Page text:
Office of Public Engagement

Young Leaders in Arizona Participate in “100 Roundtables” Event!

Ed. Note: Many of you have signed up to host a roundtable in your community as part of President Obama’s “100 Roundtables” Initiative. We’ve received some great feedback from folks all over the country, and had the chance to participate in several as well. If you would like to participate in the initiative, just click here. Fresh off the email machine, here’s a guest blog post from the great folks in Arizona who hosted a roundtable.

On Friday, March 25, we brought a group of young Latino adults together at the Arizona Latin@ Arts & Cultural Center in downtown Phoenix to talk about the issues most important to us and our community. 

This conversation couldn’t have come at a better time given the recent data released by the 2010 Census showing that the majority of young people under the age of 18 in Arizona are Latino.  Even though the group was small, it was professionally diverse. We had representation from various professions, including educators, small business owners, business representatives, non-profit directors, elected officials, students, activists, and even Hollywood star America Ferrera. 

During the almost 3-hour discourse, many issues were raised, including providing quality educational opportunities for Latino youth; supporting small businesses and community-based organizations to build community capacity; integrating the impact of Latinos in the United States to the broader American story; engaging young Latinos and increasing their leadership potential; and the need of a much clearer, concise message about the accomplishments this Administration has made on behalf of Latinos and other underserved communities. 

A passionate and straightforward conversation for Latino concerns was never in doubt, especially when stressing the need to pass the DREAM Act, an important piece for the educational advancement of students of Latino descent; discussing the need to streamline the citizenship process, making it more efficient, effective, and accessible; and when deliberating about the necessity to better define and modernize immigration enforcement efforts to avoid having innocent children and families mistaken for criminals.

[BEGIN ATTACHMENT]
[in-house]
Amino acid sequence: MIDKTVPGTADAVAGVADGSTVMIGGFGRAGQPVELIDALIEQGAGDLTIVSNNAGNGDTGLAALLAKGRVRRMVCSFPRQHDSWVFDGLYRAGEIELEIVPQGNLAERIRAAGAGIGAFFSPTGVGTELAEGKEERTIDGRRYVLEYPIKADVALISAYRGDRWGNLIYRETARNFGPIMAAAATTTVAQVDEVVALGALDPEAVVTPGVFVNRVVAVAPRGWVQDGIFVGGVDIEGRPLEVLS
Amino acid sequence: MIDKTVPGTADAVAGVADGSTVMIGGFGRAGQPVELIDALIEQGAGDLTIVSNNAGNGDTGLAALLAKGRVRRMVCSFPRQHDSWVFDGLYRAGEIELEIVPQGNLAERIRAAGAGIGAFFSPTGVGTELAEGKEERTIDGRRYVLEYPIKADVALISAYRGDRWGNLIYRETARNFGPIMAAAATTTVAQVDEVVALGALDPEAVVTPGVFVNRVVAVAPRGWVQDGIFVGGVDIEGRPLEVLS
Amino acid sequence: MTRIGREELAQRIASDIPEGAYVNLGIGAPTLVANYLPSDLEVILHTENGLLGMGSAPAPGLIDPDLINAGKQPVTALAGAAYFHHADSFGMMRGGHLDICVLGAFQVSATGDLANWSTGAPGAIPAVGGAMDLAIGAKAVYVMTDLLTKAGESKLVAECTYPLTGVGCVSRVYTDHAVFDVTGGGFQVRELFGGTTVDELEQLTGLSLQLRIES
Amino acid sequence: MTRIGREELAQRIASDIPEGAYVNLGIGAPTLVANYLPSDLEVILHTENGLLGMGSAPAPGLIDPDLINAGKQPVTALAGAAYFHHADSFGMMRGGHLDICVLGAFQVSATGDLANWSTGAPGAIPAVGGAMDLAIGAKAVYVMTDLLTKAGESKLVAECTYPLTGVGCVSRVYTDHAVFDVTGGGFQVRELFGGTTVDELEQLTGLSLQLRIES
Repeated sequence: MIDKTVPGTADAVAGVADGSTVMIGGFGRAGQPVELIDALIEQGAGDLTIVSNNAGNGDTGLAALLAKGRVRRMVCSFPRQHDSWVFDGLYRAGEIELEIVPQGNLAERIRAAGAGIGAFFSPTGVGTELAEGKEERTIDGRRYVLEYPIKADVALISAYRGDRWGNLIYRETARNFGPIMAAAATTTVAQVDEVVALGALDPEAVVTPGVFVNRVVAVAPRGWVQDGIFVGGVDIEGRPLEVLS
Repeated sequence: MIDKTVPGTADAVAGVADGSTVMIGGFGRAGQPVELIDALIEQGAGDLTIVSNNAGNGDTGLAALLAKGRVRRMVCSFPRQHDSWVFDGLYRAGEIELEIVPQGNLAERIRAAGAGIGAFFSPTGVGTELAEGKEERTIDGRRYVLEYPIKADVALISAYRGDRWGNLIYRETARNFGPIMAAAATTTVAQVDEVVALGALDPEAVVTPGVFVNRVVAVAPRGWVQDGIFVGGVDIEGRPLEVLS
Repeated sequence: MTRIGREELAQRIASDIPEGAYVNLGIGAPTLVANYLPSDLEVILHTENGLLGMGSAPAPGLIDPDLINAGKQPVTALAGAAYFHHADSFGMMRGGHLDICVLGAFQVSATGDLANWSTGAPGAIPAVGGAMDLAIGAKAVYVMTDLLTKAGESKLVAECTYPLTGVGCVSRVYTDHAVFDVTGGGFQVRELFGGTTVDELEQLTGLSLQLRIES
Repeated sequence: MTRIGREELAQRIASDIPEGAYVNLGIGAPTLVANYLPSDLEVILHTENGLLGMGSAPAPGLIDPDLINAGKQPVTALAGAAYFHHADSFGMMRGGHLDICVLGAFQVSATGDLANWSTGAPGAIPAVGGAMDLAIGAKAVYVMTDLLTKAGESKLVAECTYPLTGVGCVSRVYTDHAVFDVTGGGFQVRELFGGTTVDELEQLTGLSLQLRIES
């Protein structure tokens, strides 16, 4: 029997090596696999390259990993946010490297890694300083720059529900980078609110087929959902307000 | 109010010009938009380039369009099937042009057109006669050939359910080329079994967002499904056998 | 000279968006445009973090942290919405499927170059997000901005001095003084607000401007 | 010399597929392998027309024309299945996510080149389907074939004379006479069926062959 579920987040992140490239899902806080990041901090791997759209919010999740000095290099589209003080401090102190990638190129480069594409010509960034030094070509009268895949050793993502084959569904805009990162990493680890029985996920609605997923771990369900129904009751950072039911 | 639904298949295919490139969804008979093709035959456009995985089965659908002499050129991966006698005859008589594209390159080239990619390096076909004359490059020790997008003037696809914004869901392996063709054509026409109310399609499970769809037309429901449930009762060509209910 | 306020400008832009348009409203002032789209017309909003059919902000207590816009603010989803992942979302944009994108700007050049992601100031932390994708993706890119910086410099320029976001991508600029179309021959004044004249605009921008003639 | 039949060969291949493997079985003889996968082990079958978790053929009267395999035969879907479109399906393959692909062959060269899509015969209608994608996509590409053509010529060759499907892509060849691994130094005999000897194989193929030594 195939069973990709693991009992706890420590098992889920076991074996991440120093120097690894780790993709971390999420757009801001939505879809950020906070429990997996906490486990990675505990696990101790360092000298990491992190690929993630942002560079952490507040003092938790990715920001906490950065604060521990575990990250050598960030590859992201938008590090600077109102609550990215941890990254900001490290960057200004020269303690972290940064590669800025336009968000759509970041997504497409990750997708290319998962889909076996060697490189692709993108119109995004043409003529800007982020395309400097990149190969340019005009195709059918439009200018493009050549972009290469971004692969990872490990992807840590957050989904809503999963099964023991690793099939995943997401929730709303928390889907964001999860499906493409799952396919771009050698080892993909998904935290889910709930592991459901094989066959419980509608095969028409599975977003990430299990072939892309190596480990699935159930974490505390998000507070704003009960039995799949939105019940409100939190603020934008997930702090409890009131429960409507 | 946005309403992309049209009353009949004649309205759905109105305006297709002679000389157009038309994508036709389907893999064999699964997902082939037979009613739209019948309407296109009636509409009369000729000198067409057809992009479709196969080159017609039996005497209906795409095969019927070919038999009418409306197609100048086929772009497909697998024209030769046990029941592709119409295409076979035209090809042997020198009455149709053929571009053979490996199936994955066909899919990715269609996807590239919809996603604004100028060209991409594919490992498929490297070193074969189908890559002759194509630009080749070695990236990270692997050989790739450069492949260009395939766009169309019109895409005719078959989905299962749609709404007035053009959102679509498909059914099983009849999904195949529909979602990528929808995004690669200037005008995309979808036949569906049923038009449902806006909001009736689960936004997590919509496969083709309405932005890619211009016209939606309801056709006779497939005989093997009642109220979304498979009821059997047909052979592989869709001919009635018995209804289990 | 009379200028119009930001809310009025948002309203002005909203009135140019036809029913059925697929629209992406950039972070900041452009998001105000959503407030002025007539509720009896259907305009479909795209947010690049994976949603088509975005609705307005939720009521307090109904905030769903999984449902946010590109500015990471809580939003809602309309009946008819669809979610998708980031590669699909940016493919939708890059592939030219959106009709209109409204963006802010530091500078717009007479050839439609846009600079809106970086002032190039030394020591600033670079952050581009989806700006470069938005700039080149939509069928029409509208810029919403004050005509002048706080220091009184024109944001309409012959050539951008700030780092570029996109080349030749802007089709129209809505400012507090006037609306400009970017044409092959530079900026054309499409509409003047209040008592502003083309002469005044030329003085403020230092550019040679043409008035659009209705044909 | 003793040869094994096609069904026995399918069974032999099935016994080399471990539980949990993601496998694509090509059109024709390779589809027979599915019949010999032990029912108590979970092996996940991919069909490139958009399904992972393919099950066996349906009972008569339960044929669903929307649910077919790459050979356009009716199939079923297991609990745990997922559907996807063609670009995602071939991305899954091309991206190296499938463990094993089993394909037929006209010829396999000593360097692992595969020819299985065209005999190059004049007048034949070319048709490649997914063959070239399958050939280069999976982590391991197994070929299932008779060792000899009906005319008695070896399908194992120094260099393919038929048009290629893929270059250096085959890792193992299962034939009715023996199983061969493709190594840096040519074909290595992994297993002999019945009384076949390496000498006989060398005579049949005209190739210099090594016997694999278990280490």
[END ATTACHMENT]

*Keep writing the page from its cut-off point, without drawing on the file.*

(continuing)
America Ferrera reminded us that we can make the choice to take on more leadership in our communities.  She stated, “We don’t have to wait for anyone.  We can define who we are and what we stand for.” 

These community conversations are essential to help cultivate and develop new leaders, in addition to reenergizing those of us who have been disillusioned.   Not to mention they are also a great way to bridge the geographical gap between Washington, D.C. and Phoenix, AZ.

We will continue to bring people together from different constituencies throughout Phoenix to make sure we’re doing our part to win our future. As passionately expressed during our roundtable, it is time we work FOR issues instead of working AGAINST them.

The Latino youth in Phoenix, AZ are ready.

Luis C. Arellano is a Youth Leader and Philanthropist in Phoenix, Arizona.

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